- Since the start of the election, there have been over 700,000 unique mentions of tactical voting
- After a long period of the election campaign where the Conservatives have had an edge on Labour on Twitter and Facebook, the Labour party has now edged ahead in the final days
- Jeremy Corbyn remains most influential politician on social media with his posts on inequality driving a significant uplift in positive conversation around the Labour leader in the last week
- Racism (anti-Semitism and Islamophobia) as big a general election issue as the economy on social media
- Liberal Democrats failing to dominate any issue including Brexit
- Brexit party social engagement collapses after European elections
The General Election 2019 is increasingly a two horse race on social media with the Conservatives higher paid social media spend going toe-to-toe with the huge personal social media presence of Labour’s leader Jeremy Corbyn, according to the Pulsar / 89up social election index.
Analysis of social media followers and content engagement across the main social networks and online sources (blogs, forums, online news) between 8 November and 10 December 2019 reveals significantly higher volumes of engagement with content from Jeremy Corbyn in comparison to that from Boris Johnson. For both leaders, the engagement levels of their social media posts has dropped in the last week.
Similarly, Jeremy Corbyn has been adding new followers at a much more rapid pace than Boris Johnson across social media platforms, with Jeremy Corbyn getting a major uplift in the number of his social media followers after his much-criticised interview with the BBC’s Andrew Neil on 26 November.
The Corbyn social media surge has had knock on impact on engagement with the respective political parties with Labour now ahead of the Conservative party in terms of engagement across Twitter and Facebook.
There have been over 700,000 mentions of tactical voting on Twitter since the beginning of the general election with a significant spike in interest on the 5 December onwards. The level of conversation has consistently risen since the start of the general election.
The major issues of the campaign
Brexit remains the topic driving the most online conversation during the General Election, followed closely by the NHS. Yet, for arguably the first time in British history, the discussion about racism is driving almost as much conversation as the economy. Social media conversation about racism, whether anti-Semitism or Islamophobia, had 484,360 mentions compared 508,124 of the economy on Twitter in the period monitored until 10 December. Of the 484,360 mentions of racism, 86,108 are specifically mentions of Islamophobia (18%) and 203,224 mentions of anti-Semitism (42% of total mentions).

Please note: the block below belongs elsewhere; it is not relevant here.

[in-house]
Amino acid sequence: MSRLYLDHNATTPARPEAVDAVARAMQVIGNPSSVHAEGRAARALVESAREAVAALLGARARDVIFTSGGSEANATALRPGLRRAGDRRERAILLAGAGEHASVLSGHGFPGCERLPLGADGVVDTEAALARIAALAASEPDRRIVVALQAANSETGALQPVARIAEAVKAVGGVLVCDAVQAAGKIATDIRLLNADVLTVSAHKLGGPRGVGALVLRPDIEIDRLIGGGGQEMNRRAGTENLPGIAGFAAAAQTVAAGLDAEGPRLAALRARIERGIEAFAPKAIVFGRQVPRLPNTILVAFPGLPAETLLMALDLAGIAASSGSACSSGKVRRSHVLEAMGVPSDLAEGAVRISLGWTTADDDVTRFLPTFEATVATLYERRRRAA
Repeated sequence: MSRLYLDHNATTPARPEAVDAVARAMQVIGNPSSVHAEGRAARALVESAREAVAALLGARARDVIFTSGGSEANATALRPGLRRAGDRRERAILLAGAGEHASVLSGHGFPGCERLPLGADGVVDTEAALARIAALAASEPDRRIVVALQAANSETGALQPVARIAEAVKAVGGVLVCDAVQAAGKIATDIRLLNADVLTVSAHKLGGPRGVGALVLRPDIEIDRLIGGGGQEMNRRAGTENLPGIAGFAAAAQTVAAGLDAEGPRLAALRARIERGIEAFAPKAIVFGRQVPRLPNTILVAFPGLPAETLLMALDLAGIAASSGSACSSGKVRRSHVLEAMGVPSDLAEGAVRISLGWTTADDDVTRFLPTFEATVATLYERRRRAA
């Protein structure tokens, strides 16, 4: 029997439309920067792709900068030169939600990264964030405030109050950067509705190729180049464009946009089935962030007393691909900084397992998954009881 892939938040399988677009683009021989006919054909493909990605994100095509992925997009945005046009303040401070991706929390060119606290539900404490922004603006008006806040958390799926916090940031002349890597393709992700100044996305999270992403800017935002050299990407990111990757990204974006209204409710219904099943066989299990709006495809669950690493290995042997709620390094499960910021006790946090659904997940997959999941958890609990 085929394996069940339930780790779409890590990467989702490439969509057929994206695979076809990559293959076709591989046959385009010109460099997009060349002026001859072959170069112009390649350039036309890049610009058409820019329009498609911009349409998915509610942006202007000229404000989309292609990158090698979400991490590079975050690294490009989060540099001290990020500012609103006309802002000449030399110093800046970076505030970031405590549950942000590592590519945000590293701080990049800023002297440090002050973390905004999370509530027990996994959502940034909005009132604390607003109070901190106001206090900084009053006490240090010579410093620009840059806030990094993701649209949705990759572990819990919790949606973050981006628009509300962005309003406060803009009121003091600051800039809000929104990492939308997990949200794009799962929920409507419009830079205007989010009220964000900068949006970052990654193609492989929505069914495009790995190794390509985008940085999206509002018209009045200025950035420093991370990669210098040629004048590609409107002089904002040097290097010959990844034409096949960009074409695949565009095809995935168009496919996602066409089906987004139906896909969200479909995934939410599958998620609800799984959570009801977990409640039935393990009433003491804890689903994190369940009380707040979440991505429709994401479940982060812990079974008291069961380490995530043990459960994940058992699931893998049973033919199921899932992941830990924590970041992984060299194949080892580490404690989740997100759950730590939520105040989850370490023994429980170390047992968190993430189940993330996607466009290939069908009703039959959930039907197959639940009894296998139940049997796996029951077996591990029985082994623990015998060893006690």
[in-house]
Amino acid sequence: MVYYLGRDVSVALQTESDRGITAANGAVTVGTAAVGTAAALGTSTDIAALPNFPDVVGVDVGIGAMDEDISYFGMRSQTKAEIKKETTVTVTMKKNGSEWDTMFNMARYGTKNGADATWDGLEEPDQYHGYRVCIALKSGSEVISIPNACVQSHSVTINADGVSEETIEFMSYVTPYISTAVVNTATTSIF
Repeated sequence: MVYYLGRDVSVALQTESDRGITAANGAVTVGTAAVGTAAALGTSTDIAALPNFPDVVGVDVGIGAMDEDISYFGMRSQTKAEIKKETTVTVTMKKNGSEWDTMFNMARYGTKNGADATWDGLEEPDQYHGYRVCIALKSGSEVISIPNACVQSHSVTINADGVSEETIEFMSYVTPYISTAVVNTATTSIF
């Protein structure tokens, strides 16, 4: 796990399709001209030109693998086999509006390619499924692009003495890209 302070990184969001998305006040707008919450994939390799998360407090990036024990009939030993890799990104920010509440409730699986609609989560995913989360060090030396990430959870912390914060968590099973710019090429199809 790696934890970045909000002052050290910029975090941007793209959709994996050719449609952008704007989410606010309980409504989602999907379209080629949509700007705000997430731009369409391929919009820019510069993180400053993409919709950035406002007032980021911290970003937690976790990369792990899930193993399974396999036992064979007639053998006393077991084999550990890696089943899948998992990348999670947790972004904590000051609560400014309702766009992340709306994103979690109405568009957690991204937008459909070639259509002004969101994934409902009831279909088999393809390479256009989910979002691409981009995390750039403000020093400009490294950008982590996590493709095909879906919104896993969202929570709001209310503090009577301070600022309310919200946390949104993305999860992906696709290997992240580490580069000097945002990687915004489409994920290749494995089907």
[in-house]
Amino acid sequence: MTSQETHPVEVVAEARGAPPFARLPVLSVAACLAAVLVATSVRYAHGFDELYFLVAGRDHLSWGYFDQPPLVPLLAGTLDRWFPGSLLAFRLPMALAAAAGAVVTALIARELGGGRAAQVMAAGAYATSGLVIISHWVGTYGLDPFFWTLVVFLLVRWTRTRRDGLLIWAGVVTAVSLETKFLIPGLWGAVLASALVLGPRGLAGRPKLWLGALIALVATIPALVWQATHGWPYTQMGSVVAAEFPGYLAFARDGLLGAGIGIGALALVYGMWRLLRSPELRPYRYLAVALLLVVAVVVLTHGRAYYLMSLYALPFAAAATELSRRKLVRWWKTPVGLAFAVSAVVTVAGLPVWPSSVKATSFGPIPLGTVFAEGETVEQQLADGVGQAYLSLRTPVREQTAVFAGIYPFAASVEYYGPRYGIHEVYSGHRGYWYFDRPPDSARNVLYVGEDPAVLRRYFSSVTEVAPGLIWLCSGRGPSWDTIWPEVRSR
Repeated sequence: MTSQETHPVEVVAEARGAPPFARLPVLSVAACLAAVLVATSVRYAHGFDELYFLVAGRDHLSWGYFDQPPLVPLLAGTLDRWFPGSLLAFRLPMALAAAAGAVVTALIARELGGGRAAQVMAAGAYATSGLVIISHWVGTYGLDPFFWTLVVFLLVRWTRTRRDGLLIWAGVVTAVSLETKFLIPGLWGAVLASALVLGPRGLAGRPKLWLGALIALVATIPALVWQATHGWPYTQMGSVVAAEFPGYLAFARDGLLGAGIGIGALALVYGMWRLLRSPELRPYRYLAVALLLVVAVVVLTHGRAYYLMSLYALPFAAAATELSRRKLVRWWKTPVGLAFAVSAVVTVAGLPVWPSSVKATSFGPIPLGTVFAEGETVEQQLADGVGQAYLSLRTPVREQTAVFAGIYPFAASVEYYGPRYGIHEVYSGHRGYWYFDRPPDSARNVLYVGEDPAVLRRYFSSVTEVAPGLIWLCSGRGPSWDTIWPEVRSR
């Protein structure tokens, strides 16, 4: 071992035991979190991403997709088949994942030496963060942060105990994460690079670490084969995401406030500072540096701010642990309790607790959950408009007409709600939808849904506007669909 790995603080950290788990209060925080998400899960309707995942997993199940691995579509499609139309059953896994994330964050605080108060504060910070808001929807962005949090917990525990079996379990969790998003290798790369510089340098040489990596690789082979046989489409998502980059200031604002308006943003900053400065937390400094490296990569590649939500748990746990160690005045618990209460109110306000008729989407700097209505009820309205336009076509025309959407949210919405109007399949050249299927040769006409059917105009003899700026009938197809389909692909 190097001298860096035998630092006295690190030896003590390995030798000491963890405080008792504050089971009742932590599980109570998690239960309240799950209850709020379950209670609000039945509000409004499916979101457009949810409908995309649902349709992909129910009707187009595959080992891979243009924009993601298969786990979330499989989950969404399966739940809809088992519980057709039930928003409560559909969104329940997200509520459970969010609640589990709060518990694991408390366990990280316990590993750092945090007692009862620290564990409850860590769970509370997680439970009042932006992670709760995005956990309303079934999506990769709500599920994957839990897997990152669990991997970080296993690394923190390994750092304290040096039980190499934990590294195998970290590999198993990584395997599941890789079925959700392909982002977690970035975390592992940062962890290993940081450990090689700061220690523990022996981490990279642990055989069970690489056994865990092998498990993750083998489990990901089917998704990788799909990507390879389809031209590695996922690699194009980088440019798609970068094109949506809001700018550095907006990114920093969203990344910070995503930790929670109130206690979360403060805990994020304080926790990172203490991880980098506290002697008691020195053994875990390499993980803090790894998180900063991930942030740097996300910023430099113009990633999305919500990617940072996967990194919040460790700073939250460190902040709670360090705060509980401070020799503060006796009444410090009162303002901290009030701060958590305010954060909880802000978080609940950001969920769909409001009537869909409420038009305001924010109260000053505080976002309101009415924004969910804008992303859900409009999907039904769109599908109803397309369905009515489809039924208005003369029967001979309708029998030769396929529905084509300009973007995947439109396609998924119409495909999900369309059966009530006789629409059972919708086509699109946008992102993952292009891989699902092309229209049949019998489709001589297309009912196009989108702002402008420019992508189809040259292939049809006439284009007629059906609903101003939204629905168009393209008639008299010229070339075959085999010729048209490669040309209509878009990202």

The public have strong associations with particular issues with particular parties. The Conservatives are especially associated with Brexit and the EU, immigration, crime as well as privatisation and the NHS (where many of the references online have been negative). The Labour party is strongly associated with housing, pensions, education and nationalisation with an association with security and defence (again, with many negative mentions). The Liberal Democrats do not dominate any part of the online conversation, with their largest share of voice being on the EU, but with fewer mentions than either Labour or the Conservative party and in line with the volumes seen for the Brexit party and SNP.
Tory tactics to gain social media coverage have been diverting attention away from the major issues of the campaign, but the most shared content has been in the mainstream media, for instance, The Independent’s coverage of the ‘fake Labour manifesto website’ which was shared over 400,000 times online.
The Brexit party has struggled to maintain its strong organic social media strength from the European elections (where it drove 51% of all the shares on Facebook across all the major political parties). Nigel Farage’s Facebook page is driving similar levels of engagement as the pages of Nicola Sturgeon and Jo Swinson.
Notes to Editors
Further results and analysis are available on the Pulsar/89up Social Election Index page. To produce the index, Pulsar monitored follower and content engagement data of candidate and party accounts, as well as mentions of topics (e.g. NHS, Brexit, Economy), across social networks and other web sources (blogs, forums, online news).
Pulsar, an audience intelligence and social listening platform, is part of the Access Intelligence Group, an AIM-listed company which serves more than 3,500 global brands in the marketing, PR, and communications industries. Alongside Pulsar, the Group includes Vuelio, the platform to help organisations make their stories matter, and ResponseSource, a network that connects media and influencers to the resources they need, fast.
89up is an award-winning social media agency with an expert team looking at the intersection between politics and social media. 89up was chosen by Parliament’s Digital, Culture, Media and Sport select committee to give expert counsel for their Fake News inquiry. The agency has undertaken a number of prominent reports in the past eighteen months including a report on Russian disinformation during the EU referendum and the social media impact of the Brexit party during the EU elections.
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Mike Harris, CEO / firstname.lastname@example.org / 0203 411 2893
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